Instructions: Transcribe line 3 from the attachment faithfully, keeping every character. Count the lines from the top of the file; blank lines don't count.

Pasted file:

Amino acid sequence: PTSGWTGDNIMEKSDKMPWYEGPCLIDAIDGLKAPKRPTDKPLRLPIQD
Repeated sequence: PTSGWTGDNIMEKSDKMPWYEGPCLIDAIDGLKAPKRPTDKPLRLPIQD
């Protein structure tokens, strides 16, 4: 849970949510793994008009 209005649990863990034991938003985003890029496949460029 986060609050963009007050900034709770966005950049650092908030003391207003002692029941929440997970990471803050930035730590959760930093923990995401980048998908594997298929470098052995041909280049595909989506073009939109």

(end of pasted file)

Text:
């Protein structure tokens, strides 16, 4: 849970949510793994008009 209005649990863990034991938003985003890029496949460029 986060609050963009007050900034709770966005950049650092908030003391207003002692029941929440997970990471803050930035730590959760930093923990995401980048998908594997298929470098052995041909280049595909989506073009939109």